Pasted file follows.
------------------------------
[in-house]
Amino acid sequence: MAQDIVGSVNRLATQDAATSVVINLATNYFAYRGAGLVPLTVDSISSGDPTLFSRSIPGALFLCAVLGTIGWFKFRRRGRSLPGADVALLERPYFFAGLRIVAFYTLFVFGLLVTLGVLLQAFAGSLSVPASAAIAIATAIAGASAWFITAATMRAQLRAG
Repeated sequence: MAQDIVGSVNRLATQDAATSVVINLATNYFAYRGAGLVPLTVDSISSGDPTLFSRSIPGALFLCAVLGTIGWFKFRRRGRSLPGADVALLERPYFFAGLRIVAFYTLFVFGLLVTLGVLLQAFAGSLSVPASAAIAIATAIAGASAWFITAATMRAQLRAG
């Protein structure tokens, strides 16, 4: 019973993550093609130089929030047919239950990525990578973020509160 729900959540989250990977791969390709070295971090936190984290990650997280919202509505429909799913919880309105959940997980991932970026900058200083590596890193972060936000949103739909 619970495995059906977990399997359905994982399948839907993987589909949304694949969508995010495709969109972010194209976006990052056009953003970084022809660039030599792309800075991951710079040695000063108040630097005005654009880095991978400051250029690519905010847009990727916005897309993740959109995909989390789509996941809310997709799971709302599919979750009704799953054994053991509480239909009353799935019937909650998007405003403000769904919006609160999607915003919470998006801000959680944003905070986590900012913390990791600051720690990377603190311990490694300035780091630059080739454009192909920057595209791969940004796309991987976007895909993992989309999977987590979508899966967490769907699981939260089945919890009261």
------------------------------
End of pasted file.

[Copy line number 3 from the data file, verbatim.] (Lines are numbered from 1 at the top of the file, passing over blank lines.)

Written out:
Repeated sequence: MAQDIVGSVNRLATQDAATSVVINLATNYFAYRGAGLVPLTVDSISSGDPTLFSRSIPGALFLCAVLGTIGWFKFRRRGRSLPGADVALLERPYFFAGLRIVAFYTLFVFGLLVTLGVLLQAFAGSLSVPASAAIAIATAIAGASAWFITAATMRAQLRAG